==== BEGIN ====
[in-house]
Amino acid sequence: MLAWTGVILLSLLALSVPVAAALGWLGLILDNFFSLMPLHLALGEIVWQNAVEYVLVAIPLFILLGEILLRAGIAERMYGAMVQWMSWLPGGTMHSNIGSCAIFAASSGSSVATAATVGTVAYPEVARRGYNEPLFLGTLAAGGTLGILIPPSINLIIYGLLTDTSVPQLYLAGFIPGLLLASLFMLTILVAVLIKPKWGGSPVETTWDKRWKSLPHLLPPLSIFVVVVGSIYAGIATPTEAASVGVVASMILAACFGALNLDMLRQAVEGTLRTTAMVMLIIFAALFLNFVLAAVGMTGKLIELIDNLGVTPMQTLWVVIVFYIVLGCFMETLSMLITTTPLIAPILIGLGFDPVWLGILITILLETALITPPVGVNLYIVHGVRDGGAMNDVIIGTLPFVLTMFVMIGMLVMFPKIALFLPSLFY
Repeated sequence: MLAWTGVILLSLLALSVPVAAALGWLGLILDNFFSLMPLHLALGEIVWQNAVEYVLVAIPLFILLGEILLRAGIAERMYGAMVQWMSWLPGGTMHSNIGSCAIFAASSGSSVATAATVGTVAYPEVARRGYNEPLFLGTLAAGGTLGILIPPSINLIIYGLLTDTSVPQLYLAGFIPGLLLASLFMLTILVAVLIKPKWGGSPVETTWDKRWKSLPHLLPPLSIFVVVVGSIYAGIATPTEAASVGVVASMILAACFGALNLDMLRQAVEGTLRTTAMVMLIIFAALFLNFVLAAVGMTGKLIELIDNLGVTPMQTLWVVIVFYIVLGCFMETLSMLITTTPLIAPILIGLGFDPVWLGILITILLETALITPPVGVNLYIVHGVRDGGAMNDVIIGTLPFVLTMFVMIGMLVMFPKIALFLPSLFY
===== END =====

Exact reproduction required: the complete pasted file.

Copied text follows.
[in-house]
Amino acid sequence: MLAWTGVILLSLLALSVPVAAALGWLGLILDNFFSLMPLHLALGEIVWQNAVEYVLVAIPLFILLGEILLRAGIAERMYGAMVQWMSWLPGGTMHSNIGSCAIFAASSGSSVATAATVGTVAYPEVARRGYNEPLFLGTLAAGGTLGILIPPSINLIIYGLLTDTSVPQLYLAGFIPGLLLASLFMLTILVAVLIKPKWGGSPVETTWDKRWKSLPHLLPPLSIFVVVVGSIYAGIATPTEAASVGVVASMILAACFGALNLDMLRQAVEGTLRTTAMVMLIIFAALFLNFVLAAVGMTGKLIELIDNLGVTPMQTLWVVIVFYIVLGCFMETLSMLITTTPLIAPILIGLGFDPVWLGILITILLETALITPPVGVNLYIVHGVRDGGAMNDVIIGTLPFVLTMFVMIGMLVMFPKIALFLPSLFY
Repeated sequence: MLAWTGVILLSLLALSVPVAAALGWLGLILDNFFSLMPLHLALGEIVWQNAVEYVLVAIPLFILLGEILLRAGIAERMYGAMVQWMSWLPGGTMHSNIGSCAIFAASSGSSVATAATVGTVAYPEVARRGYNEPLFLGTLAAGGTLGILIPPSINLIIYGLLTDTSVPQLYLAGFIPGLLLASLFMLTILVAVLIKPKWGGSPVETTWDKRWKSLPHLLPPLSIFVVVVGSIYAGIATPTEAASVGVVASMILAACFGALNLDMLRQAVEGTLRTTAMVMLIIFAALFLNFVLAAVGMTGKLIELIDNLGVTPMQTLWVVIVFYIVLGCFMETLSMLITTTPLIAPILIGLGFDPVWLGILITILLETALITPPVGVNLYIVHGVRDGGAMNDVIIGTLPFVLTMFVMIGMLVMFPKIALFLPSLFY